Because I receive so many tips from readers here on QRPer, I wanted way to share them in a concise newsletter format.  To that end, welcome to QRPer Notes, a collection of links to interesting stories and tips making waves in the world of radio!


HA8SA Stay At Home Transceiver

Many thanks to Pete (WB9FLW) who shares a link to HA8SA’s compact homebrew transceiver. As Pete notes, it’s a “very simple design but with a load of features!”

Click here to check out details on HA8SA’s website.


Buddihex review

Many thanks to John (VE3IPS) who writes:

I think the QRPers will be happy see the BuddiHex review:

https://ve3ips.wordpress.com/2022/11/10/buddipole-buddihex-deployment/

John VE3IPS


“Marine Mobile” in Iowa?

Many thanks to Rand (W7UDT) who shares this brilliant little video from K0KLB’s YouTube channel:

Had a lot of fun experimenting RMOOTA (Random Metal Objects On The Air) with the boat today.. The winds were so strong (sorry about the annoying wind/mic noise) and the noise of the engine kept us from actually driving while making QSO’s.. It was a challenge just the same being stationary in one location.

It was a big contest weekend and the QRM and Pileups were massive.. With my 5w and Random Metal Object as an antenna, it was difficult to get contacts.. I was able to catch them when they were short on business and looking for calls, lol..

We only achieved 4 QSO’s out of the 10 we wanted.. (40%) but, I’m happy with that.. I felt lucky to get one call, LOL..

Thanks for watching everyone.. We (the Skipper and Mate) hope you enjoyed watching it as much as we did making it. 73, Kevin ~ k0klb

The Lyrics written and sung by K0KLB


Many thanks to everyone for sharing their tips here on QRPer Notes!

Rand’s “Shotgun!” Mobile QRP Station

Many thanks to Rand (W7UDT) who shares the following guest post:


 ‘Shotgun!’ My Mobile QRP Station…

by Rand (W7UDT)

I’ll confess, at our overly stylish home, sadly, I don’t have a shack… my XYL has “concerns.”  So, in an attempt to keep my operating license and man card active, I happily practice portable QRP field operations at my QTH and afield.

This time of year however, with winter bearing down on us, I choose to deploy via my ‘Shotgun!’ mobile QRP station.  Simply, a quarter inch sheet of birch plywood, cut and finished nicely to fit suspended from the grab bar and headrest of my Jeep Wrangler’s passenger seat.  Ergo, ‘Shotgun!’

Grab, hang, stow and go!

It’s not a new idea, but I must say, it has become a very good solution to the chilly problem of posterior frostbite and hypothermia.

I’ll elaborate…

Continue reading Rand’s “Shotgun!” Mobile QRP Station

Field Report: QRP SOTA and POTA on Big Cedar and Black Mountain in North Georgia

As I mentioned in a previous post, I attended the W4G SOTA Fall Campout in October and it was nothing short of amazing.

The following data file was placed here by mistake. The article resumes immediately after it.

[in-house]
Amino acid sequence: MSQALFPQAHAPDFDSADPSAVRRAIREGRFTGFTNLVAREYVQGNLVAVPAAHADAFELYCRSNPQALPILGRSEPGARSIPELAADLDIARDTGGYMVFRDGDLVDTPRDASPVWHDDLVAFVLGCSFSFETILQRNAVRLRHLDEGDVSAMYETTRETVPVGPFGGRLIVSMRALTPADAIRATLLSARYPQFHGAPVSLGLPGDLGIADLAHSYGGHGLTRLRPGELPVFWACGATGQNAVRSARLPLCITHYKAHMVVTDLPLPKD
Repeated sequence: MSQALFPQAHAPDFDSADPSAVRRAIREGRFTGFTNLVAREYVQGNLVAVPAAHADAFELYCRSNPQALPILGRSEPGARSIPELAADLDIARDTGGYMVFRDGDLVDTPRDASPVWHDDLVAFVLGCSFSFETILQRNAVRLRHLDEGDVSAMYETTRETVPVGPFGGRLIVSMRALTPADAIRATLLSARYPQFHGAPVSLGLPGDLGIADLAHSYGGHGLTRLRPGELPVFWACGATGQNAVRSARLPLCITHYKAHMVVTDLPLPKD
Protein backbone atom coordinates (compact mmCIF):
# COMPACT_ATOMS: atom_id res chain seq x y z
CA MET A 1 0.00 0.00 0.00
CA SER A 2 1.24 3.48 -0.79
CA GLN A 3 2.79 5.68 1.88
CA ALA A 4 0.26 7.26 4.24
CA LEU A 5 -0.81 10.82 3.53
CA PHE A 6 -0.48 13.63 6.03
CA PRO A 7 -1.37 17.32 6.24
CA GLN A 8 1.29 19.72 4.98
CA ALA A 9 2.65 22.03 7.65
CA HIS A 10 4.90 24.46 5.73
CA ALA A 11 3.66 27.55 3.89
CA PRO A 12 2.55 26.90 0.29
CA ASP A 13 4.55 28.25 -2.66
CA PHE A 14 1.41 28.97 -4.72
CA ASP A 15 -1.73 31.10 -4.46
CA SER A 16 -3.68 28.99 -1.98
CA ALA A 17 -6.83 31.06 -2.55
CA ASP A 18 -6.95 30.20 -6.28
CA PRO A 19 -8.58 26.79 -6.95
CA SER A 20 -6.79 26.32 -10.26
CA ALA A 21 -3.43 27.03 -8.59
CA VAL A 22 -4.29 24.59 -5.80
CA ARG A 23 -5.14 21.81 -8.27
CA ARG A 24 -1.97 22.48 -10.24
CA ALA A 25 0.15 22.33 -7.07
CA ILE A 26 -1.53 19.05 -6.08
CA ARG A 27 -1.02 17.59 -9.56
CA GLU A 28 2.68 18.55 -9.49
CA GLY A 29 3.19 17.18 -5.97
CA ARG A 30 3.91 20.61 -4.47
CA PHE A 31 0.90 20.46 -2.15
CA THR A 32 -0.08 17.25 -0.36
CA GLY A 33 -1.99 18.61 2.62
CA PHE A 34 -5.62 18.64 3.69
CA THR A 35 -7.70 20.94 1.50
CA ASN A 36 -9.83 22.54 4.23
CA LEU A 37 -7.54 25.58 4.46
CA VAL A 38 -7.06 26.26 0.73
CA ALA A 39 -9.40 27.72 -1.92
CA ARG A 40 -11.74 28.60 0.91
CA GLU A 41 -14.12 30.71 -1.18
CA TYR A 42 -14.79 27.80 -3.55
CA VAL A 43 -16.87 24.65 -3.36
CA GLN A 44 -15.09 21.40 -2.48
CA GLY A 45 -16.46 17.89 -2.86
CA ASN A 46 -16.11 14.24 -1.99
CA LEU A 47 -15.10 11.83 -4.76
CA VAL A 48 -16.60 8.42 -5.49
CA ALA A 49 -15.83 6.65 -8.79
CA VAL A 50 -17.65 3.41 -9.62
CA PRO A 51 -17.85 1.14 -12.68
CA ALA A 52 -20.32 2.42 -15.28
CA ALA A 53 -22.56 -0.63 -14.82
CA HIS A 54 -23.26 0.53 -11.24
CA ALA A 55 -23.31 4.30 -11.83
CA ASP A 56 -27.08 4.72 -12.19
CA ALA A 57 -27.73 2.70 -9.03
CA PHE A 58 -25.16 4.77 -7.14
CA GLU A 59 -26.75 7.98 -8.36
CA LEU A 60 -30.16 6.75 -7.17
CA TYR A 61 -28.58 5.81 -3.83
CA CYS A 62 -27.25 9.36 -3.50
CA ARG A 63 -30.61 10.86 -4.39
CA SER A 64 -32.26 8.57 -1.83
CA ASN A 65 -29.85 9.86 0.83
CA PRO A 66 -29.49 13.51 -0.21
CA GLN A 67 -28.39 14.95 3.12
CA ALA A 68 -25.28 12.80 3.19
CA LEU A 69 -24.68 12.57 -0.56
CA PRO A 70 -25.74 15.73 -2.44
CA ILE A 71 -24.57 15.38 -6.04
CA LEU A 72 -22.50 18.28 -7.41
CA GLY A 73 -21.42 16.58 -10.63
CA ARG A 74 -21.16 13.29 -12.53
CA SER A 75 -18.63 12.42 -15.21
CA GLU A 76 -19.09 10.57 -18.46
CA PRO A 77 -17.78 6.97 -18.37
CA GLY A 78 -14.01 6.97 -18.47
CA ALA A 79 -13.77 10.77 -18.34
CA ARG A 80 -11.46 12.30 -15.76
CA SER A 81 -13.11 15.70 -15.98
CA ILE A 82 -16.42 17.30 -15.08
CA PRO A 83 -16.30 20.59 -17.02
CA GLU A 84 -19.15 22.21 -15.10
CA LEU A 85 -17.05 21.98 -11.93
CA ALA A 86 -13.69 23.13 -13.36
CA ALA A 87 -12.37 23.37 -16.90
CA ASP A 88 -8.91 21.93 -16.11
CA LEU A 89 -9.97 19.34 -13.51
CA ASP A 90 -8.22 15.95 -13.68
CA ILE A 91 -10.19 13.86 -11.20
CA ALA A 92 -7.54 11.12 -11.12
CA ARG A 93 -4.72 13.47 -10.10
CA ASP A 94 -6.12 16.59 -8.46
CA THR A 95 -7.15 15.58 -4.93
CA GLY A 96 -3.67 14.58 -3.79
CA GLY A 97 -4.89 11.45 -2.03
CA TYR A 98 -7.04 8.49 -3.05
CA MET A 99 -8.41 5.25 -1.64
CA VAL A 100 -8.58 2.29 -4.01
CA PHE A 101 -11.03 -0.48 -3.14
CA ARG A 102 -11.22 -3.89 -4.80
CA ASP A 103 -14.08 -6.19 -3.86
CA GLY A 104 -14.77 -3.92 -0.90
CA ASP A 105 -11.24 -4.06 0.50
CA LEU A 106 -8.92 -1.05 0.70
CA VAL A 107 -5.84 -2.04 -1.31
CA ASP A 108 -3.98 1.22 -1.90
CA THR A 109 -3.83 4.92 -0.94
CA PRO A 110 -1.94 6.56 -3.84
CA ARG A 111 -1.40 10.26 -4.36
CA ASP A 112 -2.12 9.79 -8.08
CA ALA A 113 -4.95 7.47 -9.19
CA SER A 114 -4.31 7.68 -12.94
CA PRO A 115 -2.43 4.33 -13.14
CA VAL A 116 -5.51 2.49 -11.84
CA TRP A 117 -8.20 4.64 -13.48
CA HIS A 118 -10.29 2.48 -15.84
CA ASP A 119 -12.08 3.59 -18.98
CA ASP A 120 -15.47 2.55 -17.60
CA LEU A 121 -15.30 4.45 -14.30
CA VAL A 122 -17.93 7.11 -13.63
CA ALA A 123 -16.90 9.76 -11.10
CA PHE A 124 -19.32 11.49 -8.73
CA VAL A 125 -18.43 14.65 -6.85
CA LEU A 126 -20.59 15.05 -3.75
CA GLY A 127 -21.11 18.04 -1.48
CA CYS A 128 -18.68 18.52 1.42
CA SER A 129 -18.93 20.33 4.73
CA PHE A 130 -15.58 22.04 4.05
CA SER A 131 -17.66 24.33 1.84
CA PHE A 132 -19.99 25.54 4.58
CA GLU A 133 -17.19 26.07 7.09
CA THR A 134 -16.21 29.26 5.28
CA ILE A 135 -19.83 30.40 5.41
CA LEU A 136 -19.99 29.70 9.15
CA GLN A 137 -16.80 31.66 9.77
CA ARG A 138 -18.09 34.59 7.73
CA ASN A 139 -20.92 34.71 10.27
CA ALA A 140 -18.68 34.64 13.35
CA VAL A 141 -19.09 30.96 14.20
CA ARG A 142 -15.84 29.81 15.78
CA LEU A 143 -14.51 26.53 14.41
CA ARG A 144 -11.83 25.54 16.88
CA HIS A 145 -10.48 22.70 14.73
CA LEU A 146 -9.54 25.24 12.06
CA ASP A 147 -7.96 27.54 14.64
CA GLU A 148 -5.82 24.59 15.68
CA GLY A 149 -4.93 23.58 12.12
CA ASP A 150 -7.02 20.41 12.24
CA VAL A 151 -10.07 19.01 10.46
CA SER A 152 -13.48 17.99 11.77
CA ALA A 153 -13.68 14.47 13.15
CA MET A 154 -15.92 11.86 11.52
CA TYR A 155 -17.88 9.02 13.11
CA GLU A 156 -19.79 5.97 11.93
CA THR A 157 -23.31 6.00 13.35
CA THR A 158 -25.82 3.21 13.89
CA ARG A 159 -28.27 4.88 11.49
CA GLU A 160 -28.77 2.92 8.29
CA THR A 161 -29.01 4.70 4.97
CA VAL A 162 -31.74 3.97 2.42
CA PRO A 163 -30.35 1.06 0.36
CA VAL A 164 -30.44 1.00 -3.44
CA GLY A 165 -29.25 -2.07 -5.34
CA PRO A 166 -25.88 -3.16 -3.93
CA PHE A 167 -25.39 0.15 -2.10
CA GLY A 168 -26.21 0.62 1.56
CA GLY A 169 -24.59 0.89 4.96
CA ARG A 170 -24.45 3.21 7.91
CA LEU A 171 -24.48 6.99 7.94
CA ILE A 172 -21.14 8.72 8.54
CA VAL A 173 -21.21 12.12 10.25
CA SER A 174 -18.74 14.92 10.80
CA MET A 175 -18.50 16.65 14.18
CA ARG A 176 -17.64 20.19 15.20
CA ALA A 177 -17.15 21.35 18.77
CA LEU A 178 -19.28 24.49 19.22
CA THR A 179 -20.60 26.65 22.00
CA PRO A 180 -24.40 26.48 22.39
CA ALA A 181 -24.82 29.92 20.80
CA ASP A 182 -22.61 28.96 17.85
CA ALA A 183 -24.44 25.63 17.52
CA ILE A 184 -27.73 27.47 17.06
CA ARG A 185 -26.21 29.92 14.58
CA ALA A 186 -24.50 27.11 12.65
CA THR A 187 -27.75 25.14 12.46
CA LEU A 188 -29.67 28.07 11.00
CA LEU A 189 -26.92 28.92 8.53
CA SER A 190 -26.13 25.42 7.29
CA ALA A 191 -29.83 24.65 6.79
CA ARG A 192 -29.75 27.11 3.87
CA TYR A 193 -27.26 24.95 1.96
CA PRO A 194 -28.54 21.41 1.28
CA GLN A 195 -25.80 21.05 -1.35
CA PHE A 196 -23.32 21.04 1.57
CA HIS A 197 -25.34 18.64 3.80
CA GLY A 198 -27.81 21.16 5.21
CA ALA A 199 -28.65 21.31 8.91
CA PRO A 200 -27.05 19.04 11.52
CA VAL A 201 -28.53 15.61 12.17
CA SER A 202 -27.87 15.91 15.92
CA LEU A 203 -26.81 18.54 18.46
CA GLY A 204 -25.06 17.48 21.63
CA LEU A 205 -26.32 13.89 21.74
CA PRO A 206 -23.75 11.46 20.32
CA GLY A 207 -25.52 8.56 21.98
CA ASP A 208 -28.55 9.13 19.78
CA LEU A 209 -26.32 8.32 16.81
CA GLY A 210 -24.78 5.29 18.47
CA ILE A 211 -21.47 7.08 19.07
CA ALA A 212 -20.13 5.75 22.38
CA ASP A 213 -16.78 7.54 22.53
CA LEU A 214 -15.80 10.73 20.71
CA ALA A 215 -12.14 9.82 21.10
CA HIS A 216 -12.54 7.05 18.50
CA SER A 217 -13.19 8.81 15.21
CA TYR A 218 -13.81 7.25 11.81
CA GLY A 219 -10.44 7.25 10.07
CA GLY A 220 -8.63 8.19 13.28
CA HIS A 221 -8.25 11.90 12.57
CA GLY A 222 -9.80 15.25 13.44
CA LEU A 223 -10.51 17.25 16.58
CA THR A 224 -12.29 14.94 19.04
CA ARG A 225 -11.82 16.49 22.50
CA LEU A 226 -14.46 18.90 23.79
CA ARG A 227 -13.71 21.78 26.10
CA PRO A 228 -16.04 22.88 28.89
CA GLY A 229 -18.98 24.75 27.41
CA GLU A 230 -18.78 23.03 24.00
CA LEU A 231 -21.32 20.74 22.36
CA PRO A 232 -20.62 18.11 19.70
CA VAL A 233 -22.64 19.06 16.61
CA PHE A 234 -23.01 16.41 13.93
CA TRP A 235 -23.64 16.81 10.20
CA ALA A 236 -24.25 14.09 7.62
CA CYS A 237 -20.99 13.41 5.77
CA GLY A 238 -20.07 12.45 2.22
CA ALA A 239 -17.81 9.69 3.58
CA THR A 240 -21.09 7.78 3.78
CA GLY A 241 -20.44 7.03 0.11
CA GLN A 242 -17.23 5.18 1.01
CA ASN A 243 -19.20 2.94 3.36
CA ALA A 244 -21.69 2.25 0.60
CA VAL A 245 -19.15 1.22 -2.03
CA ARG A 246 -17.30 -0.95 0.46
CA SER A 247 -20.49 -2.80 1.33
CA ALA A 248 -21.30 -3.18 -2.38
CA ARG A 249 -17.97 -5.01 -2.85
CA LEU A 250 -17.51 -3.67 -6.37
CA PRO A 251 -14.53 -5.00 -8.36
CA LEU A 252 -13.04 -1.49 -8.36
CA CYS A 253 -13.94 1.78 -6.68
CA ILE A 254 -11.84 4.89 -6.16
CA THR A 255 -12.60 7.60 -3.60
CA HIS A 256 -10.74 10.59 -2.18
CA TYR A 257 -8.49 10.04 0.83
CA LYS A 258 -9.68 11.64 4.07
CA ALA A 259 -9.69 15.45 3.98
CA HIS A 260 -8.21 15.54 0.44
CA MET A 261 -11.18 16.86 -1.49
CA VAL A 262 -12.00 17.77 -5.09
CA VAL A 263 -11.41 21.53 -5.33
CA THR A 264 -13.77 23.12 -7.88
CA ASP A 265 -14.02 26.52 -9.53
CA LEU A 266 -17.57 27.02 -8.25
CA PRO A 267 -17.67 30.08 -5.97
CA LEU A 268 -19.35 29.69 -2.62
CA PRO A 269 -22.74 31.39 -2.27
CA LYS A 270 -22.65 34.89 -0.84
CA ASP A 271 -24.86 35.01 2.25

It was so great to spend an extended weekend camping, hiking, and hopping on the air with other SOTA activators.

I especially enjoyed getting to know Joshua (KO4AWH)–the fellow behind Tufteln products— over that weekend. He needed a campsite and since my buddy Monty had to pull out of the trip due family activities, I was happy to share the tent site with him.  It actually worked out quite well since we could then pair up and car pool to our SOTA and POTA activations.

What follows is a field report for two SOTA activations Joshua and I did back-to-back on Friday, October 14, 2022.

The trail head for both of these summits was only a few miles from our campsite at Lake Winfield Scott.

Gear:

Note that I used the same gear during both SOTA activations all packed in my Spec-Ops Brand SOTA backpack.

Black Mountain and Big Cedar essentially share the same trailhead at the Woody Gap Recreational Area parking lot on Highway 60.

We were on site early enough to grab a parking space. Keep in mind that it was Friday during leaf season, so there were quite a few hikers on the trails that day! In fact, by midday, the parking lot was overflowing with cars.

Almost by flip of coin, we decided to hit Big Cedar Mountain first. Turns out, Joshua had actually hiked to this summit in the past and even met a SOTA activator en route (and I believe this might have been his inspiration to try Summits On The Air!).

Big Cedar Mountain (W4G/NG-023)

The 1.1 mile hike to the summit of Big Cedar Mountain was brilliant and the views were absolutely stunning. Continue reading Field Report: QRP SOTA and POTA on Big Cedar and Black Mountain in North Georgia

N0SA SP4 Mini Morse Magnetic Paddles Review

You might recall my previous announcement about the new  N0SA SP4 POTA/SOTA Mini Morse Code Magnetic Paddle from CW Morse.

The first production run of these paddles sold out very quickly, but I just received the following message from CW Morse about the new paddles:

We’ve finally gotten caught up and will be shipping out Monday & Tuesday [Nov 21/22]! Also have a few more in stock. Making another batch as well.

CW Morse sent me a set of these paddles to evaluate at no charge to me (keep in mind, they’re both a sponsor and affiliate of QRPer.com) and I got a chance to use them Thursday afternoon.

In short?

I love these paddles!

In fact, I think these may become my preferred compact paddles.

I like the size of the finger pieces/pads.  They’re large for such a tiny paddle, which I believe gives them a solid feel while keying. I prefer a larger contact surface area as opposed to thin finger pieces.

The response is very precise, too, and the action can be adjusted by a supplied Allen wrench.

I agree with a few readers who’ve already received their paddles and noted that the carbon fiber reinforced PETG material make the key grippy and very easy to hold.

The size and design is very similar to the SOTA paddle N0SA sold out of last year in a matter of a few hours.

Bonus POTA Activation!

Thursday afternoon, my daughters attended a two hour meeting not even a stone’s throw from the Blue Ridge Parkway. I had *just* taken delivery of the new N0SA paddles, so grabbed the shipping box from CW Morse, my new-to-me Elecraft K2/10 (more on that later!), and my PackTenna Random Wire antenna.